Scientists Reveal A Failproof Strategy To Win Rock-Paper-Scissors

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If you have ever had to decide on an outcome with a friend, chances are you have done it by playing rock-paper-scissors, the fun hand game where players simultaneously form one of the three shapes with an outstretched hand. Like most people, you probably thought that the game is designed for a random outcome, one in which neither player has an advantage. Turns out you were wrong. According to scientists from China's Zhejiang University, there is a method to this madness - one that can be easily mastered so that you never lose a rock-paper-scissors duel again.

The researchers whose study 'Social cycling and conditional responses in the Rock-Paper-Scissors game', was published on April 21st, in Cornell University's e-print repository, arXiv.org, began their investigation by recruiting 360 Zhejiang University students to play the game. The students were split up into 60 groups of six people, with each student playing 300 rounds against the other five group members. To encourage students to try their best, the scientists paid them for every individual victory.

In the beginning stages of each round, rock, paper, and scissors were chosen about the same number of times. However, the randomness of the results began to fade as the tournaments progressed and the scientists started to notice a pattern. Players that had won the previous round, were prone to choosing the winning option in the next round to try continue their winning streak. On the other hand those that had lost, immediately switched to a different option - usually the one that came next in the order of the game's name. That means a player who had lost with rock would likely choose paper next and then move on to scissors, if that did not work. This led the scientists to conclude that if one pays close attention to their opponent's choices, it would be easy to anticipate their next move and ensure a victory. Of course, this trend is only exploitable if the outcome is based on 'best of three' results.

Prior to this study, researchers had believed rock-paper-scissors operated on the "Nash equilibrium," a game theory principle which stipulates that players tend to choose each of the three options equally, over a period of time.

Of course, this revelation may come as no surprise to those high-skilled rock-paper-scissors players that have used this strategy for many years. The good news is that you too can now be amongst those elite few, and ensure that the decision always tilts in your favor. Good luck!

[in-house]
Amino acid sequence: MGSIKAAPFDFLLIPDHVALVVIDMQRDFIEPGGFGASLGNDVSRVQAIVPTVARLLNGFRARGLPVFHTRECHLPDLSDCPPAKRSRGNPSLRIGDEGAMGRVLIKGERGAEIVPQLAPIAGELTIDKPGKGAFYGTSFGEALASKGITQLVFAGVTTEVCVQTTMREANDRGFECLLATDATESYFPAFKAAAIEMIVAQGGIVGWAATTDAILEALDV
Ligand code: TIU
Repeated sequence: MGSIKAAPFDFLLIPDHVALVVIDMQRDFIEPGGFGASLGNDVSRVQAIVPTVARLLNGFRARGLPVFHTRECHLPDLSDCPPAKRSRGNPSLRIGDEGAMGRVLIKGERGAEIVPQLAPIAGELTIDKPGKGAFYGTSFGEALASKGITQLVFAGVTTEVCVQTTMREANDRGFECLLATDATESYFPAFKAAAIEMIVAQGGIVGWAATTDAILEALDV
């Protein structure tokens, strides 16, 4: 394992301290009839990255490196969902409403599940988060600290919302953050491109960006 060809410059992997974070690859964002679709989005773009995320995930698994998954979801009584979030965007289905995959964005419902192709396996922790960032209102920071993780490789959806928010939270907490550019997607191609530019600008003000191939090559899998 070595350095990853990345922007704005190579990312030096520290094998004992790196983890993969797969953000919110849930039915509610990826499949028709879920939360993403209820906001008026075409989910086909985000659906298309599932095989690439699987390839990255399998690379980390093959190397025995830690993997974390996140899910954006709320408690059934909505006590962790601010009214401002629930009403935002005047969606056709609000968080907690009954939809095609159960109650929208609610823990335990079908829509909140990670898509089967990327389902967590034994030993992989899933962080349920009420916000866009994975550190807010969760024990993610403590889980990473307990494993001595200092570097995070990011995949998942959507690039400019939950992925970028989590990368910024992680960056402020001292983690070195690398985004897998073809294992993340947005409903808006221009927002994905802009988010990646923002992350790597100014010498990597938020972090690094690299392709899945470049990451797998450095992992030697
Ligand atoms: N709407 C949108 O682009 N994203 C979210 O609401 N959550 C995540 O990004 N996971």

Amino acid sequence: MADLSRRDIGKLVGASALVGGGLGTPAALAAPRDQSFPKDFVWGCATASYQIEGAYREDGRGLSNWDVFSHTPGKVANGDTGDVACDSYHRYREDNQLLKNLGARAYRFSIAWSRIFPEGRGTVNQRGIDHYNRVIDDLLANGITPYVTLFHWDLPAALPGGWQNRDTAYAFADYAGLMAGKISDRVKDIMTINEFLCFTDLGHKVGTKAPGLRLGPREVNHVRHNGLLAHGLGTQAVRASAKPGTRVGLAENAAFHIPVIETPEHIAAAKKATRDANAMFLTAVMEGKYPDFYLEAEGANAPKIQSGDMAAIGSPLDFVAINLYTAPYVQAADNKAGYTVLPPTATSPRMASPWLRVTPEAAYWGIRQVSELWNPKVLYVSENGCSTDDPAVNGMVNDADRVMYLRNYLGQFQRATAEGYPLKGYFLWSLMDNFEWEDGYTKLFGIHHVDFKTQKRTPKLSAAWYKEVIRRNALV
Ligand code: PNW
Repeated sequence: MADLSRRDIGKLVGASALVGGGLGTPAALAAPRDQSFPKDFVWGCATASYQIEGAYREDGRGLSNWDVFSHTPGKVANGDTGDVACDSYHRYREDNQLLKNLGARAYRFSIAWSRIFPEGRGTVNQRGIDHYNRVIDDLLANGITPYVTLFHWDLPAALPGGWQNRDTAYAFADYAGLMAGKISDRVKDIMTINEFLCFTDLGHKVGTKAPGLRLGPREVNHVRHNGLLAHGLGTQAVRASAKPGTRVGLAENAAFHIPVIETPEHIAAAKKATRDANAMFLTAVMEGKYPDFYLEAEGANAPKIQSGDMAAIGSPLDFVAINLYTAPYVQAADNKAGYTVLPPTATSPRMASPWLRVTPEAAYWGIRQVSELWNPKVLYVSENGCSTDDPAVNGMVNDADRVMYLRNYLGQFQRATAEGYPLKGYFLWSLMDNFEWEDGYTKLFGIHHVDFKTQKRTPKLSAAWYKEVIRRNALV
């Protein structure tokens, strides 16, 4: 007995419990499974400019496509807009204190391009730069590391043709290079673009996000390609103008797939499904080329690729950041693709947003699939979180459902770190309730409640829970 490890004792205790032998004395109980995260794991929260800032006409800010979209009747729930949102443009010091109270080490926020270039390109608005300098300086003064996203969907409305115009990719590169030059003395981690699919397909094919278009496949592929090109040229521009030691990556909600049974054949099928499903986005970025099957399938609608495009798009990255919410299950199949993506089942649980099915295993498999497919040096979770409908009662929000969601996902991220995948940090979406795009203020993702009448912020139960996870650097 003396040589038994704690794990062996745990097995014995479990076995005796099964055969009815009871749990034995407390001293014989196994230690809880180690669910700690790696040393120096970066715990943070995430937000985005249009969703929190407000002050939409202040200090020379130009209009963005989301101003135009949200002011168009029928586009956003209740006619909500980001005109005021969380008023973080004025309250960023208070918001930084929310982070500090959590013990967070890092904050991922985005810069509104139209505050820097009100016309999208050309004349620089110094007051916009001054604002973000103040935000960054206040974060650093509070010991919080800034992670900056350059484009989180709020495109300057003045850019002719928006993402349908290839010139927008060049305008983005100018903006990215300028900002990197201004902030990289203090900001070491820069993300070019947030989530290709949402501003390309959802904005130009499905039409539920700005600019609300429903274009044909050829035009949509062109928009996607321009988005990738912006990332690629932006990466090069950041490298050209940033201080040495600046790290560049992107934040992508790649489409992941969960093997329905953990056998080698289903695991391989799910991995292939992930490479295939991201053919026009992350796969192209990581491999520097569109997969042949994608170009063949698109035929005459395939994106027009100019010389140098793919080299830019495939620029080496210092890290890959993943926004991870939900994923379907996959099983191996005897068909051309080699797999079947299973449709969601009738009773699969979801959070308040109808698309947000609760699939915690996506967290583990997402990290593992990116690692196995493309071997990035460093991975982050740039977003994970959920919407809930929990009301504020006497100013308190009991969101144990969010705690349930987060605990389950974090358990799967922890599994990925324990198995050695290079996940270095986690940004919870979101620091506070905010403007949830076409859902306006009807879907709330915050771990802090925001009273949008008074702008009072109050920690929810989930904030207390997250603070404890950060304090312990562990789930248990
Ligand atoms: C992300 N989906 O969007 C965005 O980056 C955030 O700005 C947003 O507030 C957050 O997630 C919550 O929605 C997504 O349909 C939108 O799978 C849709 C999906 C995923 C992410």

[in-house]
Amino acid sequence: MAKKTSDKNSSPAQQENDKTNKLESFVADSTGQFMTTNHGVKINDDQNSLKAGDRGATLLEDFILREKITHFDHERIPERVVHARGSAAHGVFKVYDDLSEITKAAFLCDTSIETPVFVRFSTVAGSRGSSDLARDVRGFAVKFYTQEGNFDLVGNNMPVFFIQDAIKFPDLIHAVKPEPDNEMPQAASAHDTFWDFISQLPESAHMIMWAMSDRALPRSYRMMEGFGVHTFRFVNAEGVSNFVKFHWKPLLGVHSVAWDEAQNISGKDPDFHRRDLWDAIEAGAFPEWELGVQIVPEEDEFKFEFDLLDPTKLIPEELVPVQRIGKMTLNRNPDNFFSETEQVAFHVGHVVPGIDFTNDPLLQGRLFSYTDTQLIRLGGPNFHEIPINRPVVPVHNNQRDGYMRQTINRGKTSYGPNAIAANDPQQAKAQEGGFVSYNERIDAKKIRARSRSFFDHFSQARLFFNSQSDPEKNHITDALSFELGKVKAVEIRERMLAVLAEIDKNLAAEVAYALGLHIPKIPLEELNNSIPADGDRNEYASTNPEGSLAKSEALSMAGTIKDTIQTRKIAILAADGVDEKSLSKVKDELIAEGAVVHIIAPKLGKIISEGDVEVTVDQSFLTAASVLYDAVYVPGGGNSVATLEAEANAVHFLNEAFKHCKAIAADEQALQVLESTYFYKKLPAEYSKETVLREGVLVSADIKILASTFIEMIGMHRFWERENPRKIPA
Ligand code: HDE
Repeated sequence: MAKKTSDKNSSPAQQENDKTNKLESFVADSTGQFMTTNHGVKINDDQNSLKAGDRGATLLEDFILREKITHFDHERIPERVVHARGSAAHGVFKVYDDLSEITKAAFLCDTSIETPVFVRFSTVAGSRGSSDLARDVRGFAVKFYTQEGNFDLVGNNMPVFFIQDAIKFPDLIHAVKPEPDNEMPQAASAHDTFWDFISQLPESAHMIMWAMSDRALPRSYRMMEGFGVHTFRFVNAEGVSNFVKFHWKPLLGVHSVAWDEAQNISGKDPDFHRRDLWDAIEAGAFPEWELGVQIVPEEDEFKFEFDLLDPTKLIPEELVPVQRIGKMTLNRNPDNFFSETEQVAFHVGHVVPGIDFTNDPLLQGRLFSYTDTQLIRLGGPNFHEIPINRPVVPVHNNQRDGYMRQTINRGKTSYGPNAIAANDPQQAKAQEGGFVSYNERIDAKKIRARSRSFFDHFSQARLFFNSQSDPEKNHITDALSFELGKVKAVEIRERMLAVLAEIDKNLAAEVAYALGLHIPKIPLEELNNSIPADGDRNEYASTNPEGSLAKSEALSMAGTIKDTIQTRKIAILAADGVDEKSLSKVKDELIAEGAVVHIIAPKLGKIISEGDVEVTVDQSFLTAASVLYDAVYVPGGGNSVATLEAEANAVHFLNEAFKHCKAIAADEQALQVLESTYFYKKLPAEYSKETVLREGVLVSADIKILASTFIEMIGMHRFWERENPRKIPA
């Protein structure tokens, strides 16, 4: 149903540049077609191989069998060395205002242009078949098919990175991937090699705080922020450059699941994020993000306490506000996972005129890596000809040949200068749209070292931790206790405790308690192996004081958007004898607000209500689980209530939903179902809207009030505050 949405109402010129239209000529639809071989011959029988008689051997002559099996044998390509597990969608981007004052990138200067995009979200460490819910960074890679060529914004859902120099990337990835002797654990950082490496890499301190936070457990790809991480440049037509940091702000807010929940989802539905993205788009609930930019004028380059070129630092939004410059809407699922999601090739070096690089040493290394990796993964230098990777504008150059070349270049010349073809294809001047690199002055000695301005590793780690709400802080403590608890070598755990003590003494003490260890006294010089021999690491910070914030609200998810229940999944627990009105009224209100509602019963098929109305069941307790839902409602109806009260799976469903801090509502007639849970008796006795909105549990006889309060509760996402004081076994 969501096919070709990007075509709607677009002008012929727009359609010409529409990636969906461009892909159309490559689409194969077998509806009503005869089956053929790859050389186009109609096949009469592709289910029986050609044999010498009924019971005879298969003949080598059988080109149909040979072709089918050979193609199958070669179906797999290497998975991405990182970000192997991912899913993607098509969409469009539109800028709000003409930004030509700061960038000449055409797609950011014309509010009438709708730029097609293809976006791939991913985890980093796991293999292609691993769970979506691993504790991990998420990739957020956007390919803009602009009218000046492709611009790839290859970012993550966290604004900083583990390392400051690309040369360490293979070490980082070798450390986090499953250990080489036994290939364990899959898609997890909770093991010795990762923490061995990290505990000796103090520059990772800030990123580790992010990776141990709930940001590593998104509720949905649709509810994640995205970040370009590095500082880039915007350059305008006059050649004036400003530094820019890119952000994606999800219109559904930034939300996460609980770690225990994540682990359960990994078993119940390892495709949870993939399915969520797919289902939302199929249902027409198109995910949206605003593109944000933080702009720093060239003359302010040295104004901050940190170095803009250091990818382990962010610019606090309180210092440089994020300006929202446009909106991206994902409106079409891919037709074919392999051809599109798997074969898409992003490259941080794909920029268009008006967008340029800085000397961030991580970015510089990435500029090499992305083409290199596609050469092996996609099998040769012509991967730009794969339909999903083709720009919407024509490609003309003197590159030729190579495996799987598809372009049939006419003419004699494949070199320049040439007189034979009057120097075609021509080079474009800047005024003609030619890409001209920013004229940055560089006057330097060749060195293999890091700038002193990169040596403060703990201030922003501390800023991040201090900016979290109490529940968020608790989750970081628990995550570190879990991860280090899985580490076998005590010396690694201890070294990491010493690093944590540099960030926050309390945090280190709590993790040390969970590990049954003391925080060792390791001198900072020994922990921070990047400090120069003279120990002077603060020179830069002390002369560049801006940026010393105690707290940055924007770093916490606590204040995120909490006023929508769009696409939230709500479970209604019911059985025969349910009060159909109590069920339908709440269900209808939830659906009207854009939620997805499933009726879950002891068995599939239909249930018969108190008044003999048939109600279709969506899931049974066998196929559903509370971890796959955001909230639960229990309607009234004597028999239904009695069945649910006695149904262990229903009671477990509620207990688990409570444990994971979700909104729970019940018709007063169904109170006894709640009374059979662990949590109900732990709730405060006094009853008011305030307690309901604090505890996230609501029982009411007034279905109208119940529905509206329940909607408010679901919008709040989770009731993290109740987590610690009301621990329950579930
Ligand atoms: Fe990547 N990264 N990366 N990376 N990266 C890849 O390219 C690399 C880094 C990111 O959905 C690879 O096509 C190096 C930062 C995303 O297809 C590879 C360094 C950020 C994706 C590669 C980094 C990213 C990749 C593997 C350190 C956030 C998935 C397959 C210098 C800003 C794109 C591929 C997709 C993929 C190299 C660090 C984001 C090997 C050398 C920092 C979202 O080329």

Rock-paper-scissors is an ancient game, the origins of which can be traced all the way back to the Chinese Han Dynasty (206BC-220AD). Called shoushiling or hand command, it was soon imported by Japan and by the 20th century, the rest of the world. It became so popular that in 2002, a special body - the World Rock Paper Scissors Society was established to create a set of rules for International play and also oversea the International World Championships. While those have come to a halt since the death of the society's chairman in 2010, many countries have continued the tradition with their own regional championships.

Resources: ctnews.com, huffingtonpost.com

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869 Comments
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  • asingh1235
    asingh1235Monday, May 5, 2014 at 12:45 pm
    WOW
    • HAMMAH C.Monday, May 5, 2014 at 12:43 pm
      Sweet
      • ebryfczynski24
        ebryfczynski24Monday, May 5, 2014 at 12:41 pm
        WOW
        • kell-bell
          kell-bellMonday, May 5, 2014 at 12:36 pm
          Yeah I use that sneaky thing. I almost never lose.
          • EthanMonday, May 5, 2014 at 12:33 pm
            WOW
            • bb417
              bb417Monday, May 5, 2014 at 12:28 pm
              Wow that's cool
              • bb417
                bb417Monday, May 5, 2014 at 12:28 pm
                Ps very elaborate
              • bb417
                bb417Monday, May 5, 2014 at 12:27 pm
                Wow that is very elaborate yet very simple
                • redheadperson22
                  redheadperson22Monday, May 5, 2014 at 12:23 pm
                  Interesting...

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